Nicolas today. It's amazing how it hasn’t changed in 60 years, as far as appearance goes.
I learned a lot there, but it was hard for me to adjust. How about you?  Beautiful banked lawns. A few outside assemblies.  
 

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I think the more outgoing a young person is, the easier it usually goes for him or her. Those of us who are quiet usually needed longer to adjust, make friends, and feel comfortable. I liked Sunny Hills 1,000 times more, and felt that much more comfortable up one the hill. I found far more people who shared my interests and were like me.  That’s not a knock on Nicolas. Many of us felt the other way around, and liked Nicolas more. 

My class, ’61-’63, was there at the time major change in Fullerton, Nicholas Avenue was renamed Euclid, Sunny Hills High School had just opened, The underpasses on Euclid and Harbor (formerly Spadra) were under construction. 6,000 new people poured into California every day, many headed to Orange County, It was the heyday of the Sputnik influence on American education, emphasizing math and science much more. Most of that change is still going on.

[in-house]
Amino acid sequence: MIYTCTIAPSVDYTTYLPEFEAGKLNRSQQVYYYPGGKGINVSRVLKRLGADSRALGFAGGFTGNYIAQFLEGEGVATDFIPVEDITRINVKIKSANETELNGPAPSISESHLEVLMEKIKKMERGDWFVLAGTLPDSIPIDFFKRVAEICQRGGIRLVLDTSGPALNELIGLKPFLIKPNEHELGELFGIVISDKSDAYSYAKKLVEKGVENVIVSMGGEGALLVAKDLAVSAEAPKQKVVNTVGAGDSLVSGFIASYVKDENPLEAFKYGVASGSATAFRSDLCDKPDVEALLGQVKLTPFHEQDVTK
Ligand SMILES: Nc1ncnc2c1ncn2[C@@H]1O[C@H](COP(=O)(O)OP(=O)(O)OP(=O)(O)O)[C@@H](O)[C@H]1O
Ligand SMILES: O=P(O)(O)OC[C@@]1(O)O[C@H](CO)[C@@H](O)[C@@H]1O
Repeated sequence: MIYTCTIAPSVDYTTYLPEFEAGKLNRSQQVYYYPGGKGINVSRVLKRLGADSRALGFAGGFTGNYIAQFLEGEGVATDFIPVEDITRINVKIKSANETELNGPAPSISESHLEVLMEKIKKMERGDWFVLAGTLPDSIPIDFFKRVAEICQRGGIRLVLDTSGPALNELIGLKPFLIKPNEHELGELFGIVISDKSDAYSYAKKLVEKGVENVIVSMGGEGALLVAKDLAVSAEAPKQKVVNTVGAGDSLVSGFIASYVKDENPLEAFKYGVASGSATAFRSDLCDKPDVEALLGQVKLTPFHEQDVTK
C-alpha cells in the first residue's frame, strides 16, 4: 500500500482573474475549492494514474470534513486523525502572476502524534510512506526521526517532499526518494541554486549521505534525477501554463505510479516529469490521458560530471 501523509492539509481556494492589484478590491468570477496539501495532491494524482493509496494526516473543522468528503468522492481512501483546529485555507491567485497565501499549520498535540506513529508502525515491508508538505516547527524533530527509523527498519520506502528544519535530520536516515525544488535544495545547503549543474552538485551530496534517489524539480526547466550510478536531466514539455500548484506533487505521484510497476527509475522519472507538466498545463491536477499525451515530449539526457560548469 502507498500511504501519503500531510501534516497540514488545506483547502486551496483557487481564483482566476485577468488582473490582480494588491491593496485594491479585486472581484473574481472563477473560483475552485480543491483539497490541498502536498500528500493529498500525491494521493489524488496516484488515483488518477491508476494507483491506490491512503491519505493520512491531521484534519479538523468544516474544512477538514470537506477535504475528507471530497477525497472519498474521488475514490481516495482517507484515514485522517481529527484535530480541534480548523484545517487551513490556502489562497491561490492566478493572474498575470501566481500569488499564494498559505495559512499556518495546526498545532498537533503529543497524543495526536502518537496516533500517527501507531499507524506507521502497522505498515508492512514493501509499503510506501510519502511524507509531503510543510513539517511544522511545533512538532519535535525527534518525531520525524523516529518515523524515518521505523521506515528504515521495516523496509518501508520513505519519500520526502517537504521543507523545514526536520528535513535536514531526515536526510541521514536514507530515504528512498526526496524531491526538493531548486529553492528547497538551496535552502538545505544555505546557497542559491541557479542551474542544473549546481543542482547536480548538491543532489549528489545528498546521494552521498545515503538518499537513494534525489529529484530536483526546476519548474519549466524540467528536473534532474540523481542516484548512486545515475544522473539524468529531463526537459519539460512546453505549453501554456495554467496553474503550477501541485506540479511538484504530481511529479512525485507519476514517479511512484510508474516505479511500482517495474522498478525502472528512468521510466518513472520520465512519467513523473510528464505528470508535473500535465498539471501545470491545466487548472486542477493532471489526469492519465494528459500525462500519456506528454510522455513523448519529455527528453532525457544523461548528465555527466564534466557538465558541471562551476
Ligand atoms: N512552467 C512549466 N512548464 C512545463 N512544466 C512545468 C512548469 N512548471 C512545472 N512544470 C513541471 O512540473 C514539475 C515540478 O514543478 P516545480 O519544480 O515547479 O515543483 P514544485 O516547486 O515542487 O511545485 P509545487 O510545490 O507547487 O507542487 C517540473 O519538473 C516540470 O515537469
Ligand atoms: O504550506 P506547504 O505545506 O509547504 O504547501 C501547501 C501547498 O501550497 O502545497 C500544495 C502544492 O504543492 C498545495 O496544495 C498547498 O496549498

A profound change in the arts and culture was beginning, The British Invasion in rock music was not long off. The Birth Control Pill had just been invented. The Civil Rights Movement had reached maturity, The John Birch Society has been founded 3 years earlier, and it was stronger nowhere more than Fullerton. The period of student unrest and protest was beginning, and expanded greatly the next year at UC Berkeley, were so many ’62 Lancers were witnesses and even participants. Television had completely saturated the American home. This phase of mass instantaneous communications was complete. 

The pace of life in the United States had accelerated during the Second Warld War, and gained speed throughout the 1950s. By the 1960s, it exploded, and has never slowed down since, faster and more stressful every day. 

We were just kids at Nicolas, or the new high school on the hill. Diagramming sentences, learning to give speeches, learning to dance in the cafeteria, playing flag football and yes, kissing and hugging and even more, for some.

A long journey, friends. Or have we really changed much? 

 Paul